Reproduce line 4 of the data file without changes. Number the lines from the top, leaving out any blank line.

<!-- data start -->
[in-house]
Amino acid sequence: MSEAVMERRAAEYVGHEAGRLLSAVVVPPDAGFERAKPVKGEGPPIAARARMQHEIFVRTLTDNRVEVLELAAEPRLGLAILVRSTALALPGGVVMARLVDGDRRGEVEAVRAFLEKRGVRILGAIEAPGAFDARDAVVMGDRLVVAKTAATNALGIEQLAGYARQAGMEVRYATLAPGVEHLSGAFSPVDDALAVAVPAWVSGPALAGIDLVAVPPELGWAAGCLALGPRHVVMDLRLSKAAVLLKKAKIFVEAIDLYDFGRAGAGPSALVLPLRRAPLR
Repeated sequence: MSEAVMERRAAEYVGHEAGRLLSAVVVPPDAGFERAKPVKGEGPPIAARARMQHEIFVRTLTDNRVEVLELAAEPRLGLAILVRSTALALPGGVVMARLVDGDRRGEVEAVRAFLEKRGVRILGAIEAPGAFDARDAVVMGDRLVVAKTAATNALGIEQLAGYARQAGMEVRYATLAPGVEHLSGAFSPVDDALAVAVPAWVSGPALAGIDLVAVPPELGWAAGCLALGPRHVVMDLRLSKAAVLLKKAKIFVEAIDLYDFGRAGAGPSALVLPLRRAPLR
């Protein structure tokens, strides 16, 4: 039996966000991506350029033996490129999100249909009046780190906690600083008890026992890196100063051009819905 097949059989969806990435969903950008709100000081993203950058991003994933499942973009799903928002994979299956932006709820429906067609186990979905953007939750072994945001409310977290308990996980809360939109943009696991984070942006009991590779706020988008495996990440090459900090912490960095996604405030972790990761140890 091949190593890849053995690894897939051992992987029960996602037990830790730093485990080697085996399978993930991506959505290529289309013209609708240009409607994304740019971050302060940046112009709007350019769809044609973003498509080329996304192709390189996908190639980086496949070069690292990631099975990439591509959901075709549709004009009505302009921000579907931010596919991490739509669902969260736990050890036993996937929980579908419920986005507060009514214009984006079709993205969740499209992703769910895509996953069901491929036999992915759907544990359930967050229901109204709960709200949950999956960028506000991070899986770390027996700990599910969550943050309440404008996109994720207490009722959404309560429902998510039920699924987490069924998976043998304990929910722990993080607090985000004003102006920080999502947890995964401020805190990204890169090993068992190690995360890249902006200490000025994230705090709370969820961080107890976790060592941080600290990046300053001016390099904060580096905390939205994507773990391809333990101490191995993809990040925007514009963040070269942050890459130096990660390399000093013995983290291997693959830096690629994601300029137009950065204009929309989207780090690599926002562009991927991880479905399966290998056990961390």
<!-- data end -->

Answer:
């Protein structure tokens, strides 16, 4: 039996966000991506350029033996490129999100249909009046780190906690600083008890026992890196100063051009819905 097949059989969806990435969903950008709100000081993203950058991003994933499942973009799903928002994979299956932006709820429906067609186990979905953007939750072994945001409310977290308990996980809360939109943009696991984070942006009991590779706020988008495996990440090459900090912490960095996604405030972790990761140890 091949190593890849053995690894897939051992992987029960996602037990830790730093485990080697085996399978993930991506959505290529289309013209609708240009409607994304740019971050302060940046112009709007350019769809044609973003498509080329996304192709390189996908190639980086496949070069690292990631099975990439591509959901075709549709004009009505302009921000579907931010596919991490739509669902969260736990050890036993996937929980579908419920986005507060009514214009984006079709993205969740499209992703769910895509996953069901491929036999992915759907544990359930967050229901109204709960709200949950999956960028506000991070899986770390027996700990599910969550943050309440404008996109994720207490009722959404309560429902998510039920699924987490069924998976043998304990929910722990993080607090985000004003102006920080999502947890995964401020805190990204890169090993068992190690995360890249902006200490000025994230705090709370969820961080107890976790060592941080600290990046300053001016390099904060580096905390939205994507773990391809333990101490191995993809990040925007514009963040070269942050890459130096990660390399000093013995983290291997693959830096690629994601300029137009950065204009929309989207780090690599926002562009991927991880479905399966290998056990961390």